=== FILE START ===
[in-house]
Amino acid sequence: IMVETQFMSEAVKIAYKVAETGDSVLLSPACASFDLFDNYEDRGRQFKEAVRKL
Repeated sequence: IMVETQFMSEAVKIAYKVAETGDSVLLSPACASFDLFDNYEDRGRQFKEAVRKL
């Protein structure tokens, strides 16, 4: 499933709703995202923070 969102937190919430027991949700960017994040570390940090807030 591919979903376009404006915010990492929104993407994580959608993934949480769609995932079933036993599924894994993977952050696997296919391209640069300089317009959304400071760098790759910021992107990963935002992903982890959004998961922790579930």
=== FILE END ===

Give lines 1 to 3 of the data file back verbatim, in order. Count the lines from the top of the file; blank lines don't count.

[in-house]
Amino acid sequence: IMVETQFMSEAVKIAYKVAETGDSVLLSPACASFDLFDNYEDRGRQFKEAVRKL
Repeated sequence: IMVETQFMSEAVKIAYKVAETGDSVLLSPACASFDLFDNYEDRGRQFKEAVRKL